Is Your Business Ready for a Cyber War?

Is Your Business Ready for a Cyber War?

They don’t declare battle, they just attack – with disastrous results for businesses and individuals. Cybercrime is one of the biggest threats facing business but you can be prepared.

If you’ve ever wondered whether your company – or even you personally – could fall victim to cybercrime, Abigail Bradshaw has the answer. “Anyone who is connected to the internet is vulnerable,” says Bradshaw, head of the Australian Cyber Security Centre (ACSC). “Australians are attractive targets to malicious cyber actors – we have great digital uptake and a relatively wealthy population.” And the massive shift to remote working and increased personal use of digital communications during the pandemic has seen a wider “attack surface” for malicious actors and, in turn, a surge in cybercrime.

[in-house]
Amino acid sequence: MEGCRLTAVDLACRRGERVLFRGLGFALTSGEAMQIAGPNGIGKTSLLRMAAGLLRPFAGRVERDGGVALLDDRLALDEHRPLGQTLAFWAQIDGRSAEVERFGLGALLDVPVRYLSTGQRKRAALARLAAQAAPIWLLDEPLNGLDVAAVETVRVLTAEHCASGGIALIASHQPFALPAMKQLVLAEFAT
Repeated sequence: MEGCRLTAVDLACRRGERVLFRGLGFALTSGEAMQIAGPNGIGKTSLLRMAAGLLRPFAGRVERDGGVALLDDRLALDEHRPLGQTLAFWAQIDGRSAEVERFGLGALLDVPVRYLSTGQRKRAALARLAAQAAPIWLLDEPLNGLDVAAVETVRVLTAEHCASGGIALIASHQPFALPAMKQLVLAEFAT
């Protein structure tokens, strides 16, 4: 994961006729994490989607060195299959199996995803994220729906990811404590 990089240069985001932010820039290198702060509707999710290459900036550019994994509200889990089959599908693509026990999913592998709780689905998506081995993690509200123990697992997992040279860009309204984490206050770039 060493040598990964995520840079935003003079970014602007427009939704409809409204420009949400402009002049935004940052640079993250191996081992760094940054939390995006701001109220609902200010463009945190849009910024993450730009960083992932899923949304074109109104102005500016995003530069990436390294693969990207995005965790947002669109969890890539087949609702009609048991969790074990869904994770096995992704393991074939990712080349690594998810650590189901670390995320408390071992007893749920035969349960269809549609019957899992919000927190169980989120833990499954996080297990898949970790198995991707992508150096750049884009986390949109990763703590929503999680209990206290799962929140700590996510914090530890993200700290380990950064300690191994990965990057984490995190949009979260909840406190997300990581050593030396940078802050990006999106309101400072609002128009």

During the 2020-2021 financial year, the ACSC received more than 67,500 cybercrime reports – equating to one report of an attack every eight minutes. “The vast majority of those reports were lodged by businesses,” says Bradshaw. “Even the smallest cyber incident can be absolutely devastating for a business.”

Ransomware is one of the biggest dangers, she says. “It’s growing in sophistication and being commercialised by malicious actors as an off-the-shelf product that can be used by a wide variety of other, geographically dispersed malicious actors.” It’s known as RaaS – ransomware as a service – and the klutzy cybercriminals using it are arguably more nefarious because they don’t have the know-how to undo the havoc they have wrought, even if they’re paid a ransom. “Last year, we had nearly 500 ransomware cybercrime reports; that’s an increase of 15 per cent on the previous financial year.”

More than $33 billion in losses from cybercrime were reported in Australia last financial year and Bradshaw agrees that the number of attacks reported to the ACSC is likely to be only a fraction of the “attacks, reconnaissance and data theft that’s actually going on”. But, she adds, “small measures, particularly when done en masse, can make a significant difference to the Australian ecosystem”. Here, five cybersecurity experts reveal the must-dos for business.